For the first time in more than a year, in-person commencement ceremonies were held in May. The Class of 2021 graduated in a ceremony at the Renasant Convention Center in Memphis on May 19. Muthiah P. Muthiah, MD, associate professor in the Division of Pulmonary, Critical Care, and Sleep Medicine, served as the keynote speaker for the event. The class also heard from Kenneth Cocca, MD, president of the class.

BOARD PASS RATES • 95% USMLE Step 1 first-time pass rate with average score of 230 •9 7% USMLE Step 2 CK first-time pass rate *Due to the pandemic, the USMLE Step 2 CS exam was canceled

Couple’s Philanthropy Helps Students and Improves Care to Underserved Physicians Dana and Paul Latour wanted to do something to help students at their alma mater, and at the same time, make an impact on the health care landscape in their home state. The Latours, both 1977 alums of the UTHSC College of Medicine, made a significant investment to create a scholarship for students who express the desire to practice in rural and underserved communities. In this way, the Latours are doing their part to help ease the critical need for primary care physicians in underserved areas of Tennessee and beyond. “We have to think differently about access to primary care, particularly in rural and underserved areas,” Dr. Paul Latour said. “We wanted to invest in primary care medicine, as well as in the College of Medicine and future physicians.” This scholarship is a one-time award of about $25,000 presented just before graduation and after Match Day to students who are going into primary care in rural or underserved areas. Dr. Dana Latour completed a dermatology residency at UTHSC in 1981. Dr. Paul Latour completed internal medicine, nephrology and intensive-care training at UTHSC, finishing in 1982. They practiced individually for several years, then joined together at Franklin Dermatology Group and Latour Skin Care Center for the remainder of their careers, retiring about 10 years ago. 24


Dana Latour served as a member of the College of Medicine Alumni Council from 2018 – 2020. The couple has also significantly supported the Kaplan-Amonette Department of Dermatology and been involved with Dermatology and College of Medicine alumni activities. They made the decision to invest in the future of primary care physician in 2018 because of their strong belief in the importance of primary care medicine. It is important to them for the scholarship committee to give strong preference to students who express the desire to practice in rural and underserved communities because of the critical need and shortage of primary care in these areas. “The scholarship allowed us to aid outstanding medical students who have financial need by reducing their medical debt, while also addressing the critical shortage of primary care in rural and underserved areas,” Dr. Paul Latour said. Allan Akin, MD, from McKenzie, Tennessee, and Kirstie Finch, MD, from Lebanon, Tennessee, were the 2020 recipients. “This scholarship not only provides incredible financial assistance, but also validates my excitement in pursuing primary care in Tennessee,” Dr. Finch wrote to thank the Latours. “I am hopeful one day to emulate the incredible example you have set and pay it forward to the future generation of physicians as you have so thoughtfully done for me.”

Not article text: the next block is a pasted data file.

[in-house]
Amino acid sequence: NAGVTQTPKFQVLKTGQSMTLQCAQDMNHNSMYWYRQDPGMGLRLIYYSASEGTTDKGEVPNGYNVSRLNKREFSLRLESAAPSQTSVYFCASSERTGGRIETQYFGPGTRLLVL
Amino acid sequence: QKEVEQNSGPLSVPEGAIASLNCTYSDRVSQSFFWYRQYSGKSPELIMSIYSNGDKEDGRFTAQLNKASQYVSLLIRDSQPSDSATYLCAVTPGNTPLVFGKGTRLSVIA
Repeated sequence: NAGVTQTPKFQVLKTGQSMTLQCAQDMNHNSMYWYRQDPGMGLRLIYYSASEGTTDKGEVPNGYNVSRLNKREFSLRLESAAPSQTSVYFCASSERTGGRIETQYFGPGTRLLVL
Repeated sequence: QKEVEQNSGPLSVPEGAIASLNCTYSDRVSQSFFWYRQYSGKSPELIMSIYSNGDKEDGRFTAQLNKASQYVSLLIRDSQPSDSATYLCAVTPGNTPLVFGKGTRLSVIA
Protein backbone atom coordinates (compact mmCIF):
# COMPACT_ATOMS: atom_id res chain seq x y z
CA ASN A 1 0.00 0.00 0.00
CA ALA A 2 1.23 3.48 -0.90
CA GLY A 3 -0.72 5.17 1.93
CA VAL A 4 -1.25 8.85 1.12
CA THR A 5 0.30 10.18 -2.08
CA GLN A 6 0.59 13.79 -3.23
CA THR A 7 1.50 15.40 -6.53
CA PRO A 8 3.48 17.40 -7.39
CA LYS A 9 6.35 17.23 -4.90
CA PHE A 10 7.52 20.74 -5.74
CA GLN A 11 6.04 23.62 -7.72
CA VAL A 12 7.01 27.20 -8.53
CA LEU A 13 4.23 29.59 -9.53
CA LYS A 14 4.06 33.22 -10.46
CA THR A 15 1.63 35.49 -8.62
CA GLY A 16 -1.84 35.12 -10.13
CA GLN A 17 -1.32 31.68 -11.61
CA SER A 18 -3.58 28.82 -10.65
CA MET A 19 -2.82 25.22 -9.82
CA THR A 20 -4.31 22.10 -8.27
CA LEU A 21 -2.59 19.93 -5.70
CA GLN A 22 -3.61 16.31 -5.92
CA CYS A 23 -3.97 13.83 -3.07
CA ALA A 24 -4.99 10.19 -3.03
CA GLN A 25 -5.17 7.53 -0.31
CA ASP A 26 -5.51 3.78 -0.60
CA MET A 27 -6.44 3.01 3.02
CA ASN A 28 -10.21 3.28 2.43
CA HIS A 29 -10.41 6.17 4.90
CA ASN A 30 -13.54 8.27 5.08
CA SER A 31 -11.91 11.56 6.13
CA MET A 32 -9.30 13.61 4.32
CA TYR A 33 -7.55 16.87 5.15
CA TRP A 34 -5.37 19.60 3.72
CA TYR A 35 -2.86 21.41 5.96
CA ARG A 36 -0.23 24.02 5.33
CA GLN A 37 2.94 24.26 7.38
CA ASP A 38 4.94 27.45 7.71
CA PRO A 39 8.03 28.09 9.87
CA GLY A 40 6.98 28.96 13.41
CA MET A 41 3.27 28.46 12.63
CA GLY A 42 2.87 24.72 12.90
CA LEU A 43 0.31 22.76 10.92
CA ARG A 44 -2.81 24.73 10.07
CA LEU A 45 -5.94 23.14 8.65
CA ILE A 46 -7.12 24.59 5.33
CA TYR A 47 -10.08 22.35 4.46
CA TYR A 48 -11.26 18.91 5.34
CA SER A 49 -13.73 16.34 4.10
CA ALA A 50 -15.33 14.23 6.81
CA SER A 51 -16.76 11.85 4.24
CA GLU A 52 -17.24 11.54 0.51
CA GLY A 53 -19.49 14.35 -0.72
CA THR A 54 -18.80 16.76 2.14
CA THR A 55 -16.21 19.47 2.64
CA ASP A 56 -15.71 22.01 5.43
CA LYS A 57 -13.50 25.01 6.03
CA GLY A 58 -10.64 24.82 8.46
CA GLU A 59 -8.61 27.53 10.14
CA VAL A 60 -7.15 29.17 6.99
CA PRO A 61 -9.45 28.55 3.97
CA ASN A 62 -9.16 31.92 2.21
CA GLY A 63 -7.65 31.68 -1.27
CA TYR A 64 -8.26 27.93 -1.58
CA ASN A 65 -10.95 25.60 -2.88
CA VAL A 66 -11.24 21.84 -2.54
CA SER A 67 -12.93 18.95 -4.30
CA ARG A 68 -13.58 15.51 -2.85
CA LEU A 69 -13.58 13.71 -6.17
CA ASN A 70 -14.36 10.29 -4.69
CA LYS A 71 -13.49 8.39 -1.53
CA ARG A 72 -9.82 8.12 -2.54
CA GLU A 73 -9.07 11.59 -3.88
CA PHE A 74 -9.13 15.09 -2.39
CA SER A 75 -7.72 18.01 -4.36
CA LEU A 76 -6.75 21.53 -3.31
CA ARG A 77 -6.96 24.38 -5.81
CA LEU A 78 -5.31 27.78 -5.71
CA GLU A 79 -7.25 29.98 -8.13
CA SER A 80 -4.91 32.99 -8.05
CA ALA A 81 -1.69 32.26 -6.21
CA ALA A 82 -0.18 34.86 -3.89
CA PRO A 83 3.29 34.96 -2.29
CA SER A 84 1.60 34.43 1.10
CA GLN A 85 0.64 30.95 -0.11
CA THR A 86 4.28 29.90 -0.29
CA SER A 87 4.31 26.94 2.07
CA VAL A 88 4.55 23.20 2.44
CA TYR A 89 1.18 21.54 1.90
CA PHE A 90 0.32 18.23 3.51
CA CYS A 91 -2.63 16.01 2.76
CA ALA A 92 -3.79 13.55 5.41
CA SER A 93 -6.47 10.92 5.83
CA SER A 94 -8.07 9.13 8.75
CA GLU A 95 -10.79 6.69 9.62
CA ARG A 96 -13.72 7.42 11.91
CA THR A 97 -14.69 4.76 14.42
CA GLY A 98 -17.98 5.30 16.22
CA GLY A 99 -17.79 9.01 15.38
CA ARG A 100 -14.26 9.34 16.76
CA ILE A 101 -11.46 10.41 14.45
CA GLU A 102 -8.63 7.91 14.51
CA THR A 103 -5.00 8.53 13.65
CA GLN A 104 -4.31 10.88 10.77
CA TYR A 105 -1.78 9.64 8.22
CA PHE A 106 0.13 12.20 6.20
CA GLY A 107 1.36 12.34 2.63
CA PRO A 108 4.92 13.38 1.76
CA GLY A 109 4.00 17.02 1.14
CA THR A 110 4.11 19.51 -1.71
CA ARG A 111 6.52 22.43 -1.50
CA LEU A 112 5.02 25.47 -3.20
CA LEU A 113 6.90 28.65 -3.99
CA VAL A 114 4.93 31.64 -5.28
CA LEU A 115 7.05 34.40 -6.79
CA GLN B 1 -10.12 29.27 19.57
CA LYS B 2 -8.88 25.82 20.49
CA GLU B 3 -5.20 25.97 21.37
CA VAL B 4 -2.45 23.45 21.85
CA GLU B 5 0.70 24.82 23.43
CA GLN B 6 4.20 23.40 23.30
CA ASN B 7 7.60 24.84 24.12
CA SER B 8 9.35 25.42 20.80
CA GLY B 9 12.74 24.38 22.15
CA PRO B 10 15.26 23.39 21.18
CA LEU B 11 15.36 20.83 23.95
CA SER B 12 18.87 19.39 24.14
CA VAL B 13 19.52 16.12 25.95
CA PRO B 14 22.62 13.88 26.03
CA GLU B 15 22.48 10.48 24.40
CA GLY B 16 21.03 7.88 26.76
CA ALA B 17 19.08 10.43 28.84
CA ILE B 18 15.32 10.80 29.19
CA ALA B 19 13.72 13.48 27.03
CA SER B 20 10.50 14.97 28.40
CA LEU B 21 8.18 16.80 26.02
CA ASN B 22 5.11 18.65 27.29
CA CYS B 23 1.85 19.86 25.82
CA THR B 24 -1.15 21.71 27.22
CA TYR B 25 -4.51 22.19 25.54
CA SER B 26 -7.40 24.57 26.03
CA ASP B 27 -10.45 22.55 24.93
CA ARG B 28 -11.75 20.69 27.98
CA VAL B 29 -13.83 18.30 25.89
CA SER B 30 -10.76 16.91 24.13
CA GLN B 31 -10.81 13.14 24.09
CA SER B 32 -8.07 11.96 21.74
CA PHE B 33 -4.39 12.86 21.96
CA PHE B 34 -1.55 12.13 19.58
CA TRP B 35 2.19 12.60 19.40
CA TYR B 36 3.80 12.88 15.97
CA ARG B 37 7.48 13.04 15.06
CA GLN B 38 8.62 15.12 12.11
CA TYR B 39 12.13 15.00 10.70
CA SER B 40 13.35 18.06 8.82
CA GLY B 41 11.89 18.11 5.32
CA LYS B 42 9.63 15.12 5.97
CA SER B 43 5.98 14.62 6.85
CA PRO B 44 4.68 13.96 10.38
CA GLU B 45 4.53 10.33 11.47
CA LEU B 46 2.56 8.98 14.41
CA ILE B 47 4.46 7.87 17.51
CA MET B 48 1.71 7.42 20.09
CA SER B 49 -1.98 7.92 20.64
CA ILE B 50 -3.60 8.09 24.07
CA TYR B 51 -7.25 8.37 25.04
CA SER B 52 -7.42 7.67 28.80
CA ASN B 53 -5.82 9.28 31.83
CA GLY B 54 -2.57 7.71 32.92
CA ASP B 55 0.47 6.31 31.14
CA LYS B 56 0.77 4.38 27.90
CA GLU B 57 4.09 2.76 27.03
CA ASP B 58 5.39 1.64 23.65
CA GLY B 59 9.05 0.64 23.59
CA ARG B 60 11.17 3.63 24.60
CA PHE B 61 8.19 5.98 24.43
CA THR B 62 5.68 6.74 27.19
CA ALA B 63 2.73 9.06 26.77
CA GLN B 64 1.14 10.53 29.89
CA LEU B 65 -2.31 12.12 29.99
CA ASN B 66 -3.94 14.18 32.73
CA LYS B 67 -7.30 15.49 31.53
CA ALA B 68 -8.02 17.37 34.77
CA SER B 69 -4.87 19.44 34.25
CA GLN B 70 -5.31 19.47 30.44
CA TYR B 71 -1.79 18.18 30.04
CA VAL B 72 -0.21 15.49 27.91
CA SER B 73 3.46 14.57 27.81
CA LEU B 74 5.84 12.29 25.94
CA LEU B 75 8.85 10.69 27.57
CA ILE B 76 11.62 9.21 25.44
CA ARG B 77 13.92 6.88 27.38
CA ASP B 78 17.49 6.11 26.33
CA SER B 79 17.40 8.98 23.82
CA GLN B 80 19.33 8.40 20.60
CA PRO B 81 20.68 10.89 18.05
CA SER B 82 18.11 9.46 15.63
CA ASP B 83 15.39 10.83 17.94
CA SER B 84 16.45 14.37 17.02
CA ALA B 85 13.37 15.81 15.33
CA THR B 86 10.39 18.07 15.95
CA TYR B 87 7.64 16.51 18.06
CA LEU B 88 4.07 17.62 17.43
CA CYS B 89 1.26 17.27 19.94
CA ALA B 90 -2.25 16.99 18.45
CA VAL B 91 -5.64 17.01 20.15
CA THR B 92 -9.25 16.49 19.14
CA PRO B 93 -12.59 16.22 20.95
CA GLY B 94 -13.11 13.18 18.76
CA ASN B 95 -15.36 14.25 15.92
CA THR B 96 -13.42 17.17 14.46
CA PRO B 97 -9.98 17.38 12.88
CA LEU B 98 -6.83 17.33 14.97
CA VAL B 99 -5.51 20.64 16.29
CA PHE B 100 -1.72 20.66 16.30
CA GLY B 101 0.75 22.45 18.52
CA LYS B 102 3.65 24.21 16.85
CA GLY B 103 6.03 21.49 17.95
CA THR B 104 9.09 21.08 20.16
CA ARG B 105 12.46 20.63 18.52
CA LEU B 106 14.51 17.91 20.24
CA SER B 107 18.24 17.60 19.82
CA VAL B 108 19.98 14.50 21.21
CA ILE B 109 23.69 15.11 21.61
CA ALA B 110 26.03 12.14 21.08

SAVE THE DATE! 2021 College of Medicine Alumni Weekend | September 24–25 | Memphis This weekend is currently scheduled as an in-person event. Because we could not get together in 2020, we are honoring more classes this year. We will honor the following years: 1980, 1981, 1990, 1991, 1995, 1996, 2000, 2001, 2010, 2011.

Planned events include: • Back-to-Class socially distanced experience • Cocktail reception and Alumni Awards dinner • Recognition reception • Class reunion activities • The Alumni Council fall board meeting. For questions regarding Alumni Weekend, please contact Natassha Bowles, 901.448.2596, nbowles@utfi.org. For questions regarding class reunions, please contact Nahosha Braziel-Adams, 901.448.4959, nbraziel@uthsc.edu.

Leave Your Legacy Have you thought about the legacy you will leave behind? With a Planned Gift, you can: • Simplify your estate for your family • Reduce the tax burden applied to your assets • Benefit causes you hold dear

Legacy donors become members of the Hershel “Pat” Wall Legacy Society Dr. Wall’s more than 50 years of dedication to UTHSC as a student, faculty member, and administrator are unsurpassed. His legacy will live forever, as will the impact made by our donors. For more information about planned gifts to UTHSC and Legacy Society membership, contact Bethany Goolsby at 901.448.5516 or estateplans@uthsc.edu.

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2021 GOLDEN GRADUATE HOMECOMING OCTOBER 20–23 | MEMPHIS Honoring the graduates of 1970 and 1971 from all six UTHSC Colleges The Office of Alumni Affairs recognizes the importance of celebrating with your classmates at the Golden Graduate Homecoming in October. We are excited and working diligently to plan an event that is safe and enjoyable for you. At this time, we are planning an in-person event. Above all, our goal is to ensure the safety and health of all alumni and their families, and this could result in changes to our scheduled plans. Please save the date in October and look for ongoing updates Planned events will include: Welcome reception | College open houses and tours Breakfast and lunch with classmates Golden Graduate reception, ceremony, and dinner at The Peabody Hotel Early Bird registration closes Friday, August 27. Standard registration closes Wednesday, October 6. For registration and hotel information, visit alumni.uthsc.edu/golden

For more information, contact Nahosha Braziel-Adams in the Office of Development and Alumni Affairs at nbraziel@utfi.org or 901.448.4959.